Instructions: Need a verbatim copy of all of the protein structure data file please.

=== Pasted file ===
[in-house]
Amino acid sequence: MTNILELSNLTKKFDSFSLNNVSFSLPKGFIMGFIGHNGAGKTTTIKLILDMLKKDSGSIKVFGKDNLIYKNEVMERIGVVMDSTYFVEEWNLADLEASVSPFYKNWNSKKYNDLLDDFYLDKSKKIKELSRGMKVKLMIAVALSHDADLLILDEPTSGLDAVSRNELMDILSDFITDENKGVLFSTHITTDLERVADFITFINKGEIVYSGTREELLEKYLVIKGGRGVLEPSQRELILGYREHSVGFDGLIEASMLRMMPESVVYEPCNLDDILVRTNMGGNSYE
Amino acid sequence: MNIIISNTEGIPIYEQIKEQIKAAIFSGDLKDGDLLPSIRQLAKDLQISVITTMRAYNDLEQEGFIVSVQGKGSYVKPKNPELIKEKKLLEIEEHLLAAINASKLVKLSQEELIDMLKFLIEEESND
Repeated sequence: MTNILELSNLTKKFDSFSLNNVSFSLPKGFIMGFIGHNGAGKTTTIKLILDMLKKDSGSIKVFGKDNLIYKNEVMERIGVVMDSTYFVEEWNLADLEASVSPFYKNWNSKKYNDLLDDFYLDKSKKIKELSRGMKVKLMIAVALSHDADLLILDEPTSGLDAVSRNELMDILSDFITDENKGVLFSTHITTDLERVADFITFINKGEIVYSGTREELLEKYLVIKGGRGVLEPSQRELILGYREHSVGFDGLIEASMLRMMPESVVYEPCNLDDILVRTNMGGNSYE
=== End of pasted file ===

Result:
[in-house]
Amino acid sequence: MTNILELSNLTKKFDSFSLNNVSFSLPKGFIMGFIGHNGAGKTTTIKLILDMLKKDSGSIKVFGKDNLIYKNEVMERIGVVMDSTYFVEEWNLADLEASVSPFYKNWNSKKYNDLLDDFYLDKSKKIKELSRGMKVKLMIAVALSHDADLLILDEPTSGLDAVSRNELMDILSDFITDENKGVLFSTHITTDLERVADFITFINKGEIVYSGTREELLEKYLVIKGGRGVLEPSQRELILGYREHSVGFDGLIEASMLRMMPESVVYEPCNLDDILVRTNMGGNSYE
Amino acid sequence: MNIIISNTEGIPIYEQIKEQIKAAIFSGDLKDGDLLPSIRQLAKDLQISVITTMRAYNDLEQEGFIVSVQGKGSYVKPKNPELIKEKKLLEIEEHLLAAINASKLVKLSQEELIDMLKFLIEEESND
Repeated sequence: MTNILELSNLTKKFDSFSLNNVSFSLPKGFIMGFIGHNGAGKTTTIKLILDMLKKDSGSIKVFGKDNLIYKNEVMERIGVVMDSTYFVEEWNLADLEASVSPFYKNWNSKKYNDLLDDFYLDKSKKIKELSRGMKVKLMIAVALSHDADLLILDEPTSGLDAVSRNELMDILSDFITDENKGVLFSTHITTDLERVADFITFINKGEIVYSGTREELLEKYLVIKGGRGVLEPSQRELILGYREHSVGFDGLIEASMLRMMPESVVYEPCNLDDILVRTNMGGNSYE